Wildlife managers have long stressed the critical role science plays in their field, but a recent paper has created controversy by suggesting that “hunt management” decisions in the United States and Canada fall short on the “hallmarks of science.”
“A lot of foundational components you would expect if a system truly did have any resemblance to the scientific approach were lacking in the majority of systems,” said Kyle Artelle, lead author on the study published in Science Advances. “We need more clarity on where the science begins and ends in wildlife management. These are publicly owned resources, so the public has a right to know about how these resources are managed. Managing without a strong evidence basis could pose a risk to managed populations.”
The paper isn’t the only such criticism to surface recently. In a January commentary published in the Journal of Wildlife Management, TWS member Sarah Sells, a doctoral candidate at the University of Montana, and six co-authors, argued that some wildlife research appears to lack scientific rigor. Evaluating studies published in the journal from August 2013 to July 2016, the authors concluded that nearly 44 percent did not seem to stem from a hypothesis, putting the research’s reliability in question.
“Both our papers agree that more communication and transparency are important,” Sells said. “Our point was to discuss what the scientific method entails and show we can improve the extent to which we test hypotheses.”
She and her partners believe the root of the problem could be poor general awareness and communication of the elements of rigorous science. Their criticism harkens back to a 1981 JWM paper warning that “wildlife science may be headed for a crash under the weight of unreliable knowledge,” partly as a result of “inadequate or misused scientific methods.”
A biologist with the Raincoast Conservation Foundation and postdoctoral fellow at the University of Victoria, Artelle and his colleagues examined management plans and other publicly accessible agency documents describing 667 hunt management systems in almost every American state and Canadian province. They searched for four scientific attributes — clear objectives, transparency, use of evidence and independent scrutiny — by basic yardsticks like the presentation of population estimates, and then they verified their analyses with the agencies.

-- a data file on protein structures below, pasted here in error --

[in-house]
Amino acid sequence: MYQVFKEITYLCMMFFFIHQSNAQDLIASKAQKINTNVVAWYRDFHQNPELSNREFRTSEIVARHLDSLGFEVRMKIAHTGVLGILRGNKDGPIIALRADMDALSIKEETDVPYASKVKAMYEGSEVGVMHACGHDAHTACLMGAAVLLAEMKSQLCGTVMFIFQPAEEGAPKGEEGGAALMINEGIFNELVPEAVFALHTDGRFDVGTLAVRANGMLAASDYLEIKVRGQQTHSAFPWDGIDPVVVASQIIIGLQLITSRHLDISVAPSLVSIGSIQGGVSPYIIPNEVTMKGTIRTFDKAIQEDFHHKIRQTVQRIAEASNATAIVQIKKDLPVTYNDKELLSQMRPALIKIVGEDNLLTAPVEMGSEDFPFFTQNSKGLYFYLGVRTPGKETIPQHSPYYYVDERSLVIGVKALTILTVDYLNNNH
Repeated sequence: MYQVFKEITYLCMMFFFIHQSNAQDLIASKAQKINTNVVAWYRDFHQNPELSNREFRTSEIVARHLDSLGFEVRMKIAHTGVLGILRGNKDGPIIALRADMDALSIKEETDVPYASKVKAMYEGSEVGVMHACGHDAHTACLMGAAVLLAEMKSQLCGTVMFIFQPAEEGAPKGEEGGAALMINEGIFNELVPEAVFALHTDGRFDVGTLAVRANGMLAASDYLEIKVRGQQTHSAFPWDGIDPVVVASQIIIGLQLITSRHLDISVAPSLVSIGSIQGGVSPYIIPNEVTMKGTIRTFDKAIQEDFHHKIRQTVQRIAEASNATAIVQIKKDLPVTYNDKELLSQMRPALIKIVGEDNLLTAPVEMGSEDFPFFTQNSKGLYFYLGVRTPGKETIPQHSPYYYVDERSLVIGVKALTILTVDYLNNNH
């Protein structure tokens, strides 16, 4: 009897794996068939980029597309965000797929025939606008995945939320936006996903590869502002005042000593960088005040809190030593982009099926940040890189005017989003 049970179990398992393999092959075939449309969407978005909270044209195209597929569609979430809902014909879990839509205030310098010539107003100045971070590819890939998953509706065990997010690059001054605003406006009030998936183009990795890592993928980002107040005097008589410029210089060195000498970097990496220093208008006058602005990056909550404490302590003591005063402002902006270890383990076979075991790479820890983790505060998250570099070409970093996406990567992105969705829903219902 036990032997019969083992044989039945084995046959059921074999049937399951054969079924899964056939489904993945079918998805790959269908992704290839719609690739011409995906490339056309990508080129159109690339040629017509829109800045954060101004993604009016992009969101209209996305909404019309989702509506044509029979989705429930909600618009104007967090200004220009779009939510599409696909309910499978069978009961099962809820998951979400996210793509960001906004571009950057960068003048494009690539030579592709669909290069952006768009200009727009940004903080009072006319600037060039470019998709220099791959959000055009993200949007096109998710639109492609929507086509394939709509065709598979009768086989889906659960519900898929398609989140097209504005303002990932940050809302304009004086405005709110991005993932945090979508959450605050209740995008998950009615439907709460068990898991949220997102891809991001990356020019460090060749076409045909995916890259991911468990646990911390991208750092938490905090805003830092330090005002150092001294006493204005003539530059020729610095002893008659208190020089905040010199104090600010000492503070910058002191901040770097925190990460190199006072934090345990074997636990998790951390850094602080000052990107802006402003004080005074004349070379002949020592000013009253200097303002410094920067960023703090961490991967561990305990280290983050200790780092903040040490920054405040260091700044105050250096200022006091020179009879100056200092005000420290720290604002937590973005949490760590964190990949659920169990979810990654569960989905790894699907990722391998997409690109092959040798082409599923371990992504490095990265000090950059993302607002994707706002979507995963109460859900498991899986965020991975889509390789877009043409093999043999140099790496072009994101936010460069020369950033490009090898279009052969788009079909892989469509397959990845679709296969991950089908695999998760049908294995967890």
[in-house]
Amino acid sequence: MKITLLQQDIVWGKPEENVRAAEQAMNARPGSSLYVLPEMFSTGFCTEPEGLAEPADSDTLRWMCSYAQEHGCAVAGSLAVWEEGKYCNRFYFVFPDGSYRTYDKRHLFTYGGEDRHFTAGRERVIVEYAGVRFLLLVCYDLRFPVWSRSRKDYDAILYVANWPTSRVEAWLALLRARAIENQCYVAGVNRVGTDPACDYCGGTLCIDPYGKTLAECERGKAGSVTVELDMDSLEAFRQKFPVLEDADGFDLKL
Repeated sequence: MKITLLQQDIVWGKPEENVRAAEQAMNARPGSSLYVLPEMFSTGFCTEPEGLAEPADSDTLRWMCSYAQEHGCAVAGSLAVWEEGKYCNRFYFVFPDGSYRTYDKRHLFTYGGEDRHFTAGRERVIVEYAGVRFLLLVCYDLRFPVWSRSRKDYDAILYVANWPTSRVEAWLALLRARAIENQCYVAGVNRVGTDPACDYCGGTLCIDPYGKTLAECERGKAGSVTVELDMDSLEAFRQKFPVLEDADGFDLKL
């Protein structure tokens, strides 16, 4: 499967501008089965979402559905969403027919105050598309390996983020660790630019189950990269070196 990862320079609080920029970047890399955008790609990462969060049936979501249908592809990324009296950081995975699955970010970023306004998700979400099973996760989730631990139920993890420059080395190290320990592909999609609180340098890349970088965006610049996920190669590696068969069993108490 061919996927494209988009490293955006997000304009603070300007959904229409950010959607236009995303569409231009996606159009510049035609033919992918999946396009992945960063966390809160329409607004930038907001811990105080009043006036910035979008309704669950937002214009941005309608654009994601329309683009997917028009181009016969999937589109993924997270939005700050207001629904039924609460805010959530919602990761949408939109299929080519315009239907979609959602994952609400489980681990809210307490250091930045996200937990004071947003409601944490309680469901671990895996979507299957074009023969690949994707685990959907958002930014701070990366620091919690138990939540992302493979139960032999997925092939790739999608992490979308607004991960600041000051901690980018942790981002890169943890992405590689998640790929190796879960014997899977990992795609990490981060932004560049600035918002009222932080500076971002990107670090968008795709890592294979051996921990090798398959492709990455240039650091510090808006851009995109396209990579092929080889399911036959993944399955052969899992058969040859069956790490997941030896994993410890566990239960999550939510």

“Although we set the bar low on these criteria, we were surprised that in 60 percent of systems, we found fewer than half the criteria we were looking for,” Artelle said. “In only 6 percent of cases did we find external people double-checking work to weed out bias, testing to make sure conclusions reached are supported by the data and finding methodological error that an outside set of eyes can help identify. That’s a key part of any endeavor considered scientific.”
The study has sparked criticism within the wildlife community, including from John McDonald, president of The Wildlife Society, who questioned its methodology. Most agencies “do a good job” of regulating, monitoring and reporting, he said.
“It’s good to question the basis for decision-making and have outside review of sources, data interpretation and objective-setting procedures,” McDonald said, but the authors seemed unclear on how states establish hunting seasons, bag limits and objectives, and they treated various kinds of hunted species equally, even though the rationales and motives for allowing hunting for each may be quite different.